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Israeli Method of Drawing a Weapon

Discussion in 'GATE Self-Defense Forum' started by CDR_Glock, Jul 10, 2010.

  1. CDR_Glock


    Apr 1, 2010
    I have seen articles of proponents of the Israeli Method of drawing a pistol. However, critics note that there is a delay in racking the slide and if there is a situation where you do not have immediate mobility of the otter hand, you have a big disadvantage.

    What is your opinion of this method. In what instances do you see this can work? Lastly, I saw the magnetic safety for a 1911 but not for a Glock. Do you know of anyone who fits their product on one?

    I personally feel that it could lead to a delay. However an advantage is if the gun was not retained in a struggle, it would not be ready for immediate use, either.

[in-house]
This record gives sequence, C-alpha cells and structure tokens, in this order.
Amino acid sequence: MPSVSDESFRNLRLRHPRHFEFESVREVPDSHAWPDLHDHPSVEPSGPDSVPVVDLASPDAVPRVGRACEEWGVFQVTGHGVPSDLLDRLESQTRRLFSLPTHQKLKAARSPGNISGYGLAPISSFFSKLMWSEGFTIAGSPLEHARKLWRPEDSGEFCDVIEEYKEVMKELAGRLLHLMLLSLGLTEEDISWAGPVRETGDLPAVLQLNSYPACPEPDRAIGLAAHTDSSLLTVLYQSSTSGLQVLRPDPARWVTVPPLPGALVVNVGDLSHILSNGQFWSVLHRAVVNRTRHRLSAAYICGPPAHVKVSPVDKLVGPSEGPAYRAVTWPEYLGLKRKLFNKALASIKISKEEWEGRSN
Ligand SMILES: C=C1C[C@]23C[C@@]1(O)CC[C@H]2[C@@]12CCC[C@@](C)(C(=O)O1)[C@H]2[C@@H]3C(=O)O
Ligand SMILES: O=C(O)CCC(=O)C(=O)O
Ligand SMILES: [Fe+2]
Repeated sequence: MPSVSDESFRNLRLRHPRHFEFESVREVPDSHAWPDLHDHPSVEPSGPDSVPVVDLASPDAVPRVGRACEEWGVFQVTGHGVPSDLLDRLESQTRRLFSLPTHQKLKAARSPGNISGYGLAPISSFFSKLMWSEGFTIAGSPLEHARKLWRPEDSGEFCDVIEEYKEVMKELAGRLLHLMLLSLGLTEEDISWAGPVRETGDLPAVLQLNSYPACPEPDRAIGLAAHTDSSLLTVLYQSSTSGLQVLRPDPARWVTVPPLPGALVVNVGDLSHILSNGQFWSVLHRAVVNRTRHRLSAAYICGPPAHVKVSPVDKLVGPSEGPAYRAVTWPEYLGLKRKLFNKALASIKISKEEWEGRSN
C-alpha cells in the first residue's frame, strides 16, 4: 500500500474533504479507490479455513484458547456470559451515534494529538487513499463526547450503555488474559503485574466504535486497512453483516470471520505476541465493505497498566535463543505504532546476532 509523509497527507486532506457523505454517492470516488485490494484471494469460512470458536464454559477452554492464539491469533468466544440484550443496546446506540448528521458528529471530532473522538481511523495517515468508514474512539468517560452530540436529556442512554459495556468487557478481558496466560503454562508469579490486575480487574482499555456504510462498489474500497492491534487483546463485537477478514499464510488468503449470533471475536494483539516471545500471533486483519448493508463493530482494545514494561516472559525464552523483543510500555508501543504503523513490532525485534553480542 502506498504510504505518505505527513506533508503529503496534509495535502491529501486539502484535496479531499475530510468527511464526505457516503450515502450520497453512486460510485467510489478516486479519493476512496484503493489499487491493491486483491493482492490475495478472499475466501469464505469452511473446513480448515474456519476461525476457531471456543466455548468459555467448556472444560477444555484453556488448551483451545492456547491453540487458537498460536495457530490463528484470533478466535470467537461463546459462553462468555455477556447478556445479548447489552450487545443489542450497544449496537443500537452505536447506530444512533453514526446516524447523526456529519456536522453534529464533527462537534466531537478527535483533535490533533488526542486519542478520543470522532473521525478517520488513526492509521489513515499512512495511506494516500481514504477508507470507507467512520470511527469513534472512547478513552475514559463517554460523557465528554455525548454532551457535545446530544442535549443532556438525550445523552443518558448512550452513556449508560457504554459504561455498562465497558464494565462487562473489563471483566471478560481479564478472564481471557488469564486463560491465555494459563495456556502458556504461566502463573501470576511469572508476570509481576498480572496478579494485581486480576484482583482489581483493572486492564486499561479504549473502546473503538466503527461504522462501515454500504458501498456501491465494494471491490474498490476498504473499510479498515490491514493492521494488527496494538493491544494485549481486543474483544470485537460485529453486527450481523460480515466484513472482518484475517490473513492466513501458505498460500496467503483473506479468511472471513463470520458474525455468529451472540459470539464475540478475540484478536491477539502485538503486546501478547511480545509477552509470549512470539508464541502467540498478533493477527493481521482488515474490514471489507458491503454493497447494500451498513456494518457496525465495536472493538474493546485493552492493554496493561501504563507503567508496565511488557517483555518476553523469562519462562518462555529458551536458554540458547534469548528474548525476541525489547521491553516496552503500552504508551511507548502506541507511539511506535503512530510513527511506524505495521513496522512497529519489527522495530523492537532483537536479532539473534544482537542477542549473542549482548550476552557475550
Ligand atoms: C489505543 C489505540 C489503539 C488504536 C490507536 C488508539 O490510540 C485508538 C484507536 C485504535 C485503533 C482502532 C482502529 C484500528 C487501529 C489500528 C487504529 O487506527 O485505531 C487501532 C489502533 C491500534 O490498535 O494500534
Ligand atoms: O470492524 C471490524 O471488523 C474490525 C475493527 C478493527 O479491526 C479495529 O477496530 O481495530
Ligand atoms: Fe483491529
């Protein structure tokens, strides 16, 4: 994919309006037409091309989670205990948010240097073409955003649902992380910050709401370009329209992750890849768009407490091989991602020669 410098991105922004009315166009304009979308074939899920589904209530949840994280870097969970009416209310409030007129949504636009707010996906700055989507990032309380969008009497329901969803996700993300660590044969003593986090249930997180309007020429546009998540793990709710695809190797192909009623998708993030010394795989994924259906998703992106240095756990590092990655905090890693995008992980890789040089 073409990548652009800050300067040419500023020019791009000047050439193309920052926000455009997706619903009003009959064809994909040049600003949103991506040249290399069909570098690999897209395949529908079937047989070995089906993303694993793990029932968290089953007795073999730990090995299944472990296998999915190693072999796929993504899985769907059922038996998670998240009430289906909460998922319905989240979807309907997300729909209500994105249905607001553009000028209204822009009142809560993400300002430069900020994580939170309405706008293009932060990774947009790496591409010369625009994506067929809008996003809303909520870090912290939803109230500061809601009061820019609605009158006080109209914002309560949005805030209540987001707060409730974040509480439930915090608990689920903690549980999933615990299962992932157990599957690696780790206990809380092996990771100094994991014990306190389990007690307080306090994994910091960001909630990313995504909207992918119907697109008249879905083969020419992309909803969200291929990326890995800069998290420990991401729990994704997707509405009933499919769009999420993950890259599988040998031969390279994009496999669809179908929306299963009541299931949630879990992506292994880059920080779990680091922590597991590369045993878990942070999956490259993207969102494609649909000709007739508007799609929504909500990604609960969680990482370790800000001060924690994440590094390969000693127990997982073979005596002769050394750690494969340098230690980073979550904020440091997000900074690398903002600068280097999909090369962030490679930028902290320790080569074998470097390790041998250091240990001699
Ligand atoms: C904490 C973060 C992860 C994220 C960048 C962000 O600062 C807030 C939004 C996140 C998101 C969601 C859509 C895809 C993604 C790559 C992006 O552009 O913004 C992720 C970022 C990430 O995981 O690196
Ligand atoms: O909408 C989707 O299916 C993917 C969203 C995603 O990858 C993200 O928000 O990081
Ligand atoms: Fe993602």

2. Mas Ayoob

    Mas Ayoob KoolAidAntidote Moderator

    Nov 6, 2005
    The Israeli Method (pistol loaded with full magazine but empty chamber, known in the US as Condition Three per Col. Cooper's definitions) makes sense with a gun that is not "drop-safe" and can accidentally discharge if dropped. There were many such pistols in Israel's collective armory in the early days.

    I personally don't carry guns that aren't drop safe, and always have a round in the chamber. The exact circumstances of our need for the defensive handgun will not be predictable, and we may have only one hand available or otherwise be in a position that makes chambering a round awkward. Therefore, I do not use or recommend carrying with chamber empty.

    I looked at the magnetic safety for the 1911 when it was first offered and did not find it reliable. I've not seen one for a Glock. The one such system that does work is the MagnaTrigger, available on K-frame and larger Smith & Wesson revolvers from Tarnhelm,